HEALTH – Alcohol Causes Cancer and Cost Taxpayers $2.+ per drink
Alcohol is known to be a risk factor for cancers of the head and neck (mouth, throat, and voice box), liver, colon, rectum, and breast.
The cost of this dangerous behavior impacts many aspects of the drinker’s life and the lives of those around them. However, most of the costs resulted from losses in workplace productivity (72% of the total cost), health care expenses for treating problems caused by excessive drinking (11% of total), law enforcement and other criminal justice expenses (10%), and losses from motor vehicle crashes related to excessive alcohol use (5%).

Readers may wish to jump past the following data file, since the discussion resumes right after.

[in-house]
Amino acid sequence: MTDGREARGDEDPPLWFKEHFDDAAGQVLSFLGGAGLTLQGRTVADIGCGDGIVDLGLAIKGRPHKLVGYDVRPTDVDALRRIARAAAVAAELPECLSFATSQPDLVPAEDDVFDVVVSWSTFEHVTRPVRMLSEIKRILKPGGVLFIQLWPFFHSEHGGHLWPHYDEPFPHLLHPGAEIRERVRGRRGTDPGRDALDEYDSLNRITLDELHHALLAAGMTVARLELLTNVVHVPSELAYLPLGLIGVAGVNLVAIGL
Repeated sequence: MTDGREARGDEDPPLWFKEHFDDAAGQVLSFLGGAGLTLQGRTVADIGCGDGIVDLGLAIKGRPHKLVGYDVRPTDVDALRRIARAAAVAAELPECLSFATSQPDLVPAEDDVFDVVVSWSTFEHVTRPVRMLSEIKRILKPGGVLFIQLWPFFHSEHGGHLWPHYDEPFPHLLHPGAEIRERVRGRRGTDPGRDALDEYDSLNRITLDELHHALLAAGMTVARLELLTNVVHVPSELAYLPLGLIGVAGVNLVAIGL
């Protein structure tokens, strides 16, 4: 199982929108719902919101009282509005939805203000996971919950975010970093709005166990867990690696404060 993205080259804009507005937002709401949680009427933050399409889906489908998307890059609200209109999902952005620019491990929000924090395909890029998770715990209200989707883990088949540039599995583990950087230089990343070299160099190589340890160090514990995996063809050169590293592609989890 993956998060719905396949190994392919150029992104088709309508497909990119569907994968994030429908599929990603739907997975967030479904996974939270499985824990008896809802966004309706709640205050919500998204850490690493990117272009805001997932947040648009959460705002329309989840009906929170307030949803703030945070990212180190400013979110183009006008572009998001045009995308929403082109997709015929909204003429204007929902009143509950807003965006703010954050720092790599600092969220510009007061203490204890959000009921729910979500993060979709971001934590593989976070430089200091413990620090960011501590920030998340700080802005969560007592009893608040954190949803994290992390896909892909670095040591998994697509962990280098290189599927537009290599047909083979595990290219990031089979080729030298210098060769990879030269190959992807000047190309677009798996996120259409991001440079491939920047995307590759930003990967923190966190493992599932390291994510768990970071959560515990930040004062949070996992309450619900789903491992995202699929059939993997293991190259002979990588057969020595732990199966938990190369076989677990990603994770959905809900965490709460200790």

Alcohol is also an important—though often overlooked—risk factor for cancer. In fact, studies have shown that alcohol was responsible for about 20,000 cancer deaths in the United States in 2009. Alcohol is known to be a risk factor for cancers of the head and neck (mouth, throat, and voice box), liver, colon, rectum, and breast. According to the National Cancer Institute and the American Cancer Society, this risk increases with the amount of alcohol consumed. Yet about 1 in 6 U.S. adults binge drinks** an average of 4 times per month, and consumes an average of 8 drinks per binge episode, far exceeding the definition of moderate drinking specified in the Dietary Guidelines.